All of us must be leaders. But before we can lead others, we must first lead ourselves.
Dr. C. Otto Scharmer of MIT’s Presencing Institute points out that the etymology of leadership is “the crossing a threshold, a liminal dimension.” Another possible etymological variant of “to lead” is “to die”. Consider also the expression “to die for [dark chocolate/a stiff drink].” Perhaps death can, in fact, be a joyful surrender first to ourselves and then to those we lead!
“Presencing” is the process of the communal drawing out and drawing forth those as-yet-unnamed, unidentified “seeds” of the future hidden within both oneself and one’s team members. Good leaders identify and nurture these seeds through three-dimensional listening:
•Factual listening: attending to what is different in the world; looking for disconfirming data, taking in what at first seem to be irrelevant or contradictory information;
• Empathic listening: seeking perspective; taking in from the other so that one suspends one’s own agenda, and
• Generative listening: connecting to the seeds of the emerging future within both oneself and one’s team; seeing something ready and helping it come into reality.
Of these three facets of listening, empathetic listening is the most difficult to practice. It is difficult because it requires wisdom. Wisdom invokes the humility to go beyond “knowing what you don’t know” to “not knowing what you don’t know.” It’s a willingness to ask questions of one’s team not from the perspective of control—of appearing to listen but in fact leading them to your predetermined future—but from the perspective of truly ego-less not knowing. It’s a posture of co-creative uncovering of those seeds of the future as they are today. This is the essence of what it means to do presencing.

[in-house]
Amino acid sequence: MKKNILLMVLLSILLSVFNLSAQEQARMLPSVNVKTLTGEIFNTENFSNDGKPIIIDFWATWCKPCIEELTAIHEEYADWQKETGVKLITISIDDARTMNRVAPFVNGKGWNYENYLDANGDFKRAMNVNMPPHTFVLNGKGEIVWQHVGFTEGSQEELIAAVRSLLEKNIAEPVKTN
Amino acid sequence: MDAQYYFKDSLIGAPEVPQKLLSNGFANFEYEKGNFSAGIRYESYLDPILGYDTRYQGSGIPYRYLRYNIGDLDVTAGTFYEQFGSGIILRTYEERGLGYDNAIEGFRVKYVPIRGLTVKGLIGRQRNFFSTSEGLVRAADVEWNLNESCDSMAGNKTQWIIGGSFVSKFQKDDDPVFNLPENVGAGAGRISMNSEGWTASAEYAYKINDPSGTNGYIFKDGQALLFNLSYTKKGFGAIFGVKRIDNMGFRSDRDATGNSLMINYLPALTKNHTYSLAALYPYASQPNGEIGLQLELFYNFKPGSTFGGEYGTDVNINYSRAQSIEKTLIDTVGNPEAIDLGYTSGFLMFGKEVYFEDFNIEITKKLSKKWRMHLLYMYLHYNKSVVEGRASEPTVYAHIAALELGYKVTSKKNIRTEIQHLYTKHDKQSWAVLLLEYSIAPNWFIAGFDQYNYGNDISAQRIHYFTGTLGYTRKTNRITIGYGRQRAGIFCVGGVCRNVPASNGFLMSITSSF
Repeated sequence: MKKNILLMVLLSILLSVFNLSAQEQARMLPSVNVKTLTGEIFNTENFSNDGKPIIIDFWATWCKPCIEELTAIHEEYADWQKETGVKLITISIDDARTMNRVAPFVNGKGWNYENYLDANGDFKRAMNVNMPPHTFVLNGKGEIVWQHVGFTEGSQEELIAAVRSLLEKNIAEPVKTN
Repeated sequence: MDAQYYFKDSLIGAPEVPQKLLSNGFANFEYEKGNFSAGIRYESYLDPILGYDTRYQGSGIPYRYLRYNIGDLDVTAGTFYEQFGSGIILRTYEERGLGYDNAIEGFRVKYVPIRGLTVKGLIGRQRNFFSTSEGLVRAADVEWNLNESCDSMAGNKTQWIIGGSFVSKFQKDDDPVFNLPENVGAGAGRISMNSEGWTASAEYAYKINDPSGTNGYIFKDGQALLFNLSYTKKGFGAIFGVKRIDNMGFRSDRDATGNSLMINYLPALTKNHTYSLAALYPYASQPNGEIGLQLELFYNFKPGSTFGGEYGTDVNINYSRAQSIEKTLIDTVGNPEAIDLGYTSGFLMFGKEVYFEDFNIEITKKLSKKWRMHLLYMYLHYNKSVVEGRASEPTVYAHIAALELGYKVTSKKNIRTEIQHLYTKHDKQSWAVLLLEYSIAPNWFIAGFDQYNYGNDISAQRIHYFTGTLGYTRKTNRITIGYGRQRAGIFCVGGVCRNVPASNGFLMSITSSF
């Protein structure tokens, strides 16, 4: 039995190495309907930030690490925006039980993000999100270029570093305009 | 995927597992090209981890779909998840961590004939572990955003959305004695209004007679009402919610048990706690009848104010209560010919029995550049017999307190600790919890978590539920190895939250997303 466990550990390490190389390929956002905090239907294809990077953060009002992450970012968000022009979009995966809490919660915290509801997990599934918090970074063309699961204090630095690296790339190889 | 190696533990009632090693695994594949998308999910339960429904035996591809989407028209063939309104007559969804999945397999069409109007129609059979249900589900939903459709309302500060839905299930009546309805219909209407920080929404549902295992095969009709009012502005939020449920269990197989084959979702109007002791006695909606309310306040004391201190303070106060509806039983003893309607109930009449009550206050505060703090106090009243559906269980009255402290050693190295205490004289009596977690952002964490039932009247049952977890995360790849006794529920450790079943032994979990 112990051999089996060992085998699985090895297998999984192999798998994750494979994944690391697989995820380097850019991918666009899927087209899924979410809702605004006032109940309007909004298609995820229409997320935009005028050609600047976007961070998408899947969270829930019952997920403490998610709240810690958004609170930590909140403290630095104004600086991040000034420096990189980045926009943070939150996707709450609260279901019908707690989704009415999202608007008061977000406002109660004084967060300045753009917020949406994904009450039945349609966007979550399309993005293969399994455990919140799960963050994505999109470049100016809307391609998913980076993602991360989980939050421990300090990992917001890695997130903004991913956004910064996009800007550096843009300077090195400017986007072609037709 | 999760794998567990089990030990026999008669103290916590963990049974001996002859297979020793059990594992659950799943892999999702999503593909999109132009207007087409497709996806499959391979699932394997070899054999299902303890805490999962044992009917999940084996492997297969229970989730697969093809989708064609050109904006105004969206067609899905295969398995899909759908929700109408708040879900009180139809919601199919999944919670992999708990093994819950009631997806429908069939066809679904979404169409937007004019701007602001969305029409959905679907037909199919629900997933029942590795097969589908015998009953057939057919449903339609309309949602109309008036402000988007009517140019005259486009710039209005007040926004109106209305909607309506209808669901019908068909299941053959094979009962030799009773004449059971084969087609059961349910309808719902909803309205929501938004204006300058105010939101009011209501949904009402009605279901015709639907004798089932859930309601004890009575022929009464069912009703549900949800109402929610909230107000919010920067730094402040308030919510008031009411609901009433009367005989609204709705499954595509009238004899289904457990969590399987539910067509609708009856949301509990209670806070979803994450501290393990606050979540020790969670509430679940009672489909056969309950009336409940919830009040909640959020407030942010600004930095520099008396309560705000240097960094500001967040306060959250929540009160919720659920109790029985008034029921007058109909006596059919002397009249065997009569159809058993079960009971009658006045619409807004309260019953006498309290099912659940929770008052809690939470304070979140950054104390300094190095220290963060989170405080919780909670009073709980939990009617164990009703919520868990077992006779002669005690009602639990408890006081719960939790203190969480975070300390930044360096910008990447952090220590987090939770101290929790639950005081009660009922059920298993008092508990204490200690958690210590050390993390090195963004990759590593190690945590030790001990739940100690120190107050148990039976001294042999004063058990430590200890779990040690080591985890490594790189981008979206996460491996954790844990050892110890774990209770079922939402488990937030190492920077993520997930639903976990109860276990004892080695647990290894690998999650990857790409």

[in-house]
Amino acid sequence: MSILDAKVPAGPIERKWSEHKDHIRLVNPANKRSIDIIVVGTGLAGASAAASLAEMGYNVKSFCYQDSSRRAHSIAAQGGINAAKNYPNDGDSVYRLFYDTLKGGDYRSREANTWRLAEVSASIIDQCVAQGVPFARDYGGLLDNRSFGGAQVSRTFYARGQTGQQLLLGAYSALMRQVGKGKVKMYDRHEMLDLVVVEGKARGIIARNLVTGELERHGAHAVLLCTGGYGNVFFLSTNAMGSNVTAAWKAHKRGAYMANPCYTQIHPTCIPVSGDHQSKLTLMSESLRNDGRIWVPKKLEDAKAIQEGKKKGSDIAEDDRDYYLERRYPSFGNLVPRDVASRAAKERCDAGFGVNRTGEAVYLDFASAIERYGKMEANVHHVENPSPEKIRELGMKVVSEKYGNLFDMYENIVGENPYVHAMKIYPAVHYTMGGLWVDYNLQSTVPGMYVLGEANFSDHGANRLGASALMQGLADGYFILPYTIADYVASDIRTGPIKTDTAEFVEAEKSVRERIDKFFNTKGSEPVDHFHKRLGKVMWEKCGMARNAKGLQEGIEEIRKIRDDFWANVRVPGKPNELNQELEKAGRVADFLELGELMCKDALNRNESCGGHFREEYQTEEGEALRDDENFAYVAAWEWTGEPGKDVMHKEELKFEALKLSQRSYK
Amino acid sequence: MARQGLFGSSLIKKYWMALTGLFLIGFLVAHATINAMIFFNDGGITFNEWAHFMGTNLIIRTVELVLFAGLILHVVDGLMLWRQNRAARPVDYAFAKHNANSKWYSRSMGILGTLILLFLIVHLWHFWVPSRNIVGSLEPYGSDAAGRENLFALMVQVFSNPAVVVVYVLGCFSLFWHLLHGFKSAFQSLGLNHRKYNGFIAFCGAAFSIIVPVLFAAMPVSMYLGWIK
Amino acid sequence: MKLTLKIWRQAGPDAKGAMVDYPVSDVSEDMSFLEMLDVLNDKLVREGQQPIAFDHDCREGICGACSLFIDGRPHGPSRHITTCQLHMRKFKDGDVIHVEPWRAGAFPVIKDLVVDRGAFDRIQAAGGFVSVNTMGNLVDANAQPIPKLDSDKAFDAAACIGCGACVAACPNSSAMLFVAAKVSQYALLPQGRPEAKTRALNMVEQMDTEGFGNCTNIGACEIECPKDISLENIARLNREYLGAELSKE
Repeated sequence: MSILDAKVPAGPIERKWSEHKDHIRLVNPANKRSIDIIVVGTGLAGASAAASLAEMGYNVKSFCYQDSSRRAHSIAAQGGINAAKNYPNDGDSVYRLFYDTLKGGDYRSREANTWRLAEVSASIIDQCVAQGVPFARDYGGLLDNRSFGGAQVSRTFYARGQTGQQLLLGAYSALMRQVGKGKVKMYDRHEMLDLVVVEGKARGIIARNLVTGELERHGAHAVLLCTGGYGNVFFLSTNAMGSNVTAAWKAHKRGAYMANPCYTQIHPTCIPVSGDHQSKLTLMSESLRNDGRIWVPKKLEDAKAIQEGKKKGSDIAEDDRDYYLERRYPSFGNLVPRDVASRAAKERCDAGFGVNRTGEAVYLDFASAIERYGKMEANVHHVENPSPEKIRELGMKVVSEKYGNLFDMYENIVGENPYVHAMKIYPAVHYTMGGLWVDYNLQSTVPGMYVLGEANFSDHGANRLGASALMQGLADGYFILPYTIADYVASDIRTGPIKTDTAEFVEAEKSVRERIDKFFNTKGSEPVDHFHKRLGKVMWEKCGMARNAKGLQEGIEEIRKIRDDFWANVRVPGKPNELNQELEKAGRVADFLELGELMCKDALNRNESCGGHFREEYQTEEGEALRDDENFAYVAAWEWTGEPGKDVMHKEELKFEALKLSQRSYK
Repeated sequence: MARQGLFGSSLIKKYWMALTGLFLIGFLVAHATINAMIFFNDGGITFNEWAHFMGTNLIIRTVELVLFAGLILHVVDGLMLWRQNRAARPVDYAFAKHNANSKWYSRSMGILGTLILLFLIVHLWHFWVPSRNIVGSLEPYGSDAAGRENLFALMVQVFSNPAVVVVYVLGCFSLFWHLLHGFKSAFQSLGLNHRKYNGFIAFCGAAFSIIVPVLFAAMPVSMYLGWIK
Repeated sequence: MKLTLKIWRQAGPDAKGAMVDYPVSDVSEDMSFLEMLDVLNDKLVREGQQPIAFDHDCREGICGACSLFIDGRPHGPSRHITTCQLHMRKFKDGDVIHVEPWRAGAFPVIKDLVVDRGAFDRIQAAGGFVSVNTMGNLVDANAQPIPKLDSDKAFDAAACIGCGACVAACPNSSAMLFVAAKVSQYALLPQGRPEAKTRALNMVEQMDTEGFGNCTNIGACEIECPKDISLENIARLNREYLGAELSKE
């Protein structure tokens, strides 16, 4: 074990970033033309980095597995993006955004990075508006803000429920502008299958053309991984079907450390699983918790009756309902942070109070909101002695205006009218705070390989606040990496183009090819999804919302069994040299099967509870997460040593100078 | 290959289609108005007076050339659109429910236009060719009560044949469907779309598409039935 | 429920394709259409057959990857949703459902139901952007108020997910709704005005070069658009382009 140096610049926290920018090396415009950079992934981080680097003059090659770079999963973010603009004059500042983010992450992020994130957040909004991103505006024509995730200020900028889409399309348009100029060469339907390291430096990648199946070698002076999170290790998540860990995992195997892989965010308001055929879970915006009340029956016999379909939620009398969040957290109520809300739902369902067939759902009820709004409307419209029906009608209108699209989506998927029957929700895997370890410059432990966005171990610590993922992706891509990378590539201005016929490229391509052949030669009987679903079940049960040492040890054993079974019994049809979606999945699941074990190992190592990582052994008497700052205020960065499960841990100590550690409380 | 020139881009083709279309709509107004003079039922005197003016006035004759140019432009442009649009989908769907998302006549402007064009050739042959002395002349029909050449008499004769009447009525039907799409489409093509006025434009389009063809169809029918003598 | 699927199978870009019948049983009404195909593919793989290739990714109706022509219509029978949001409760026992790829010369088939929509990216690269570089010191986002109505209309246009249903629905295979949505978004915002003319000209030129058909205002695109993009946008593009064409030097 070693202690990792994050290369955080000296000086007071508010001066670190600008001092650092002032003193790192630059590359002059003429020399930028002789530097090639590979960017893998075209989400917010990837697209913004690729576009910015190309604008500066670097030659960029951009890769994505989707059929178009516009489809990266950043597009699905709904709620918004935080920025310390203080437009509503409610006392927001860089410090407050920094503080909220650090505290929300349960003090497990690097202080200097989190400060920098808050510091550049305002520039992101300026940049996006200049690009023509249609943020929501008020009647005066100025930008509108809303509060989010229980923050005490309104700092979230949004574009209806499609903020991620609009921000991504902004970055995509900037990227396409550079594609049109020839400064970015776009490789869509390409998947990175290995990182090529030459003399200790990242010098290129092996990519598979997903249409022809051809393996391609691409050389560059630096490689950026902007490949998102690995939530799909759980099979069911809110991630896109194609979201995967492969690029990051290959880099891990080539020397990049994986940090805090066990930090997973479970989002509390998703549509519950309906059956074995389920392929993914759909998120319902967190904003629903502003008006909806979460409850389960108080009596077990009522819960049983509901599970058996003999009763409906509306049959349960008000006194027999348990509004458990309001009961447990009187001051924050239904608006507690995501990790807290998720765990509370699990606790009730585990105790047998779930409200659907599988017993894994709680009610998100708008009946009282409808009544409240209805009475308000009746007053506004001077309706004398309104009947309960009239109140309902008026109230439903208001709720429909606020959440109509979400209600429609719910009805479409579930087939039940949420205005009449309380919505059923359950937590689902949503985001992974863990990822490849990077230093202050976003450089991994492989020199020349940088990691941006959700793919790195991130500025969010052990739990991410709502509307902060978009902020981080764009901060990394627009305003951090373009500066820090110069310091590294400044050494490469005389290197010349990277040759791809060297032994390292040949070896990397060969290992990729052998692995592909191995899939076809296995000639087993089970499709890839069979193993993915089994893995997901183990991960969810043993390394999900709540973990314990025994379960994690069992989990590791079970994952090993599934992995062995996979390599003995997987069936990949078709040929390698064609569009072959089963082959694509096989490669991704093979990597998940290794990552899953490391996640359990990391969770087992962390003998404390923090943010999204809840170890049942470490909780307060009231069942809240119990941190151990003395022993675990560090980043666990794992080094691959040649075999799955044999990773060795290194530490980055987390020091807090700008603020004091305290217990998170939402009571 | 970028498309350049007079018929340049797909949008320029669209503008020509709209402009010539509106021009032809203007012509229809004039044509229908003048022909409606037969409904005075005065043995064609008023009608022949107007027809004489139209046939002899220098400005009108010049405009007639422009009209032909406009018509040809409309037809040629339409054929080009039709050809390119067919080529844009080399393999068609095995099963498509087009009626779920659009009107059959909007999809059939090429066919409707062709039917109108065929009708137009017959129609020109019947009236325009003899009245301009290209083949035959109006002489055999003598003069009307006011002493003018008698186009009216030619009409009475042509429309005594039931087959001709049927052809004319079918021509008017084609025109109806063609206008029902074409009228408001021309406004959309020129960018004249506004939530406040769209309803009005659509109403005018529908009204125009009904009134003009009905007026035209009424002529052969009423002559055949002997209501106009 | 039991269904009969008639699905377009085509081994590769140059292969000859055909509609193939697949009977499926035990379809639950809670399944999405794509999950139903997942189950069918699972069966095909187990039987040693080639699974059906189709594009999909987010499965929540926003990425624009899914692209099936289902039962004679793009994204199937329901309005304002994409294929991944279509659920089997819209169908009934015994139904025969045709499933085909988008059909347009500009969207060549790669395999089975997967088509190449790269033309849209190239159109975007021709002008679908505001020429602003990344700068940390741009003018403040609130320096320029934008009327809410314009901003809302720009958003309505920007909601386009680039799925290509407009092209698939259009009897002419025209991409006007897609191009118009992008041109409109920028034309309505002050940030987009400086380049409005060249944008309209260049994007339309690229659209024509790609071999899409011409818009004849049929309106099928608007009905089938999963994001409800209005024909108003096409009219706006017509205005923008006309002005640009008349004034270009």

Strong leaders can then exercise generative listening to allow a collective future gain momentum from the team including the leader. Thus, a fresh future–even one that holds contradictory “facts” in tension—can emerge.
What are your thoughts on presencing?
Try this simple (but not easy) exercise: Pick a situation that currently befuddles you. If it involves another person, explore this situation with them utilizing the three kinds of listening:
- Factual listening: what else might you have overlooked? Be sure to go to your own place of discomfort when examining this.
- Empathetic listening: Metaphorically swap places with the other person and argue their position vehemently. What did you discover in the process of advocating for the antithetical position?
- Generative listening: As you listen to the other, what new things emerge for you? How might you hold those contradictory elements in tension in the emerging future?